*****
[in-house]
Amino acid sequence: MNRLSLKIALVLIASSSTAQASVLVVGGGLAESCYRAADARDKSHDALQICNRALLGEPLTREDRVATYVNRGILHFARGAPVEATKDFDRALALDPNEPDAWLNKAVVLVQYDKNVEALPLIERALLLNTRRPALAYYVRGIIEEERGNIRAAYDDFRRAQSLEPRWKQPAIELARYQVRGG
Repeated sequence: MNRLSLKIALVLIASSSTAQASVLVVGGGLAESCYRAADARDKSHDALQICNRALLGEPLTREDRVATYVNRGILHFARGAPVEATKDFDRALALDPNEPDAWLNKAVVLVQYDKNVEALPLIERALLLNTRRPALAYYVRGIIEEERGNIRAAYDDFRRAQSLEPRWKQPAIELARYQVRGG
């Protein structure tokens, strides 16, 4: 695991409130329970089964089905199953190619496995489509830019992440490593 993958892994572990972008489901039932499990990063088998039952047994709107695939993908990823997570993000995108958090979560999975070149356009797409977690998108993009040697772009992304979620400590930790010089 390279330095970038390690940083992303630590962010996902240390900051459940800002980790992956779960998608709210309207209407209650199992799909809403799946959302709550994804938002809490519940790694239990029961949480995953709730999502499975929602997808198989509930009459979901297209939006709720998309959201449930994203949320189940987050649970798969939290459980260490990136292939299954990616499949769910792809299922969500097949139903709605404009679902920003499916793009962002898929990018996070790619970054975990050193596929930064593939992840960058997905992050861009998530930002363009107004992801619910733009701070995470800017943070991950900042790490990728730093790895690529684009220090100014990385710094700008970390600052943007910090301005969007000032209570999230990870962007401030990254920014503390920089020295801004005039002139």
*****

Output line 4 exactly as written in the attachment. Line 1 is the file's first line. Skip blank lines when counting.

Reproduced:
């Protein structure tokens, strides 16, 4: 695991409130329970089964089905199953190619496995489509830019992440490593 993958892994572990972008489901039932499990990063088998039952047994709107695939993908990823997570993000995108958090979560999975070149356009797409977690998108993009040697772009992304979620400590930790010089 390279330095970038390690940083992303630590962010996902240390900051459940800002980790992956779960998608709210309207209407209650199992799909809403799946959302709550994804938002809490519940790694239990029961949480995953709730999502499975929602997808198989509930009459979901297209939006709720998309959201449930994203949320189940987050649970798969939290459980260490990136292939299954990616499949769910792809299922969500097949139903709605404009679902920003499916793009962002898929990018996070790619970054975990050193596929930064593939992840960058997905992050861009998530930002363009107004992801619910733009701070995470800017943070991950900042790490990728730093790895690529684009220090100014990385710094700008970390600052943007910090301005969007000032209570999230990870962007401030990254920014503390920089020295801004005039002139």